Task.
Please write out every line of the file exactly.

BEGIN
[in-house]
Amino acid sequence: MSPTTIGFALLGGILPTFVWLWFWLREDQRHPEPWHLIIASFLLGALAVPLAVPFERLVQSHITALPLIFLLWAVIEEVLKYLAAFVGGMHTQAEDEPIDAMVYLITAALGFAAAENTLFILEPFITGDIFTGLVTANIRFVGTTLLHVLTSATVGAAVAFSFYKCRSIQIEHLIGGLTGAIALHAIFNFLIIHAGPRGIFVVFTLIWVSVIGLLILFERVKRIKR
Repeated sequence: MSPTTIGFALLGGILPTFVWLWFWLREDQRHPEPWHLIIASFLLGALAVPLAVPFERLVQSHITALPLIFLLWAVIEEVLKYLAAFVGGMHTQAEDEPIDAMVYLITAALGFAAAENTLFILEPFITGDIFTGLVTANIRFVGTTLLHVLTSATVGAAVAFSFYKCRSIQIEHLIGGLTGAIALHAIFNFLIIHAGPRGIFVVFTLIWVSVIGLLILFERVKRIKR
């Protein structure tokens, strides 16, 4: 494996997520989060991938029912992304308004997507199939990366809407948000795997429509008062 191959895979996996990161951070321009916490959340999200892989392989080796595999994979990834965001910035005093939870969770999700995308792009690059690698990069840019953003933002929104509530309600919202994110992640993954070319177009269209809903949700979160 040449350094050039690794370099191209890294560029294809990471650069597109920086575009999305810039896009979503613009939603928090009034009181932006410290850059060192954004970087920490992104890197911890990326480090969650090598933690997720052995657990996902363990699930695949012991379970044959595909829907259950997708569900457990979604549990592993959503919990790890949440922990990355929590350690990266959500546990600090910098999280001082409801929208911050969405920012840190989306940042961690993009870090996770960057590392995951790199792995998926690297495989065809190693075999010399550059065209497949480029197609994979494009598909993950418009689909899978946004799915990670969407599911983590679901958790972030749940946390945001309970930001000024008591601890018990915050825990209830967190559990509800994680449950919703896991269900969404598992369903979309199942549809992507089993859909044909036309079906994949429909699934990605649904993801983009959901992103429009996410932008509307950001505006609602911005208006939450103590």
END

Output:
[in-house]
Amino acid sequence: MSPTTIGFALLGGILPTFVWLWFWLREDQRHPEPWHLIIASFLLGALAVPLAVPFERLVQSHITALPLIFLLWAVIEEVLKYLAAFVGGMHTQAEDEPIDAMVYLITAALGFAAAENTLFILEPFITGDIFTGLVTANIRFVGTTLLHVLTSATVGAAVAFSFYKCRSIQIEHLIGGLTGAIALHAIFNFLIIHAGPRGIFVVFTLIWVSVIGLLILFERVKRIKR
Repeated sequence: MSPTTIGFALLGGILPTFVWLWFWLREDQRHPEPWHLIIASFLLGALAVPLAVPFERLVQSHITALPLIFLLWAVIEEVLKYLAAFVGGMHTQAEDEPIDAMVYLITAALGFAAAENTLFILEPFITGDIFTGLVTANIRFVGTTLLHVLTSATVGAAVAFSFYKCRSIQIEHLIGGLTGAIALHAIFNFLIIHAGPRGIFVVFTLIWVSVIGLLILFERVKRIKR
């Protein structure tokens, strides 16, 4: 494996997520989060991938029912992304308004997507199939990366809407948000795997429509008062 191959895979996996990161951070321009916490959340999200892989392989080796595999994979990834965001910035005093939870969770999700995308792009690059690698990069840019953003933002929104509530309600919202994110992640993954070319177009269209809903949700979160 040449350094050039690794370099191209890294560029294809990471650069597109920086575009999305810039896009979503613009939603928090009034009181932006410290850059060192954004970087920490992104890197911890990326480090969650090598933690997720052995657990996902363990699930695949012991379970044959595909829907259950997708569900457990979604549990592993959503919990790890949440922990990355929590350690990266959500546990600090910098999280001082409801929208911050969405920012840190989306940042961690993009870090996770960057590392995951790199792995998926690297495989065809190693075999010399550059065209497949480029197609994979494009598909993950418009689909899978946004799915990670969407599911983590679901958790972030749940946390945001309970930001000024008591601890018990915050825990209830967190559990509800994680449950919703896991269900969404598992369903979309199942549809992507089993859909044909036309079906994949429909699934990605649904993801983009959901992103429009996410932008509307950001505006609602911005208006939450103590």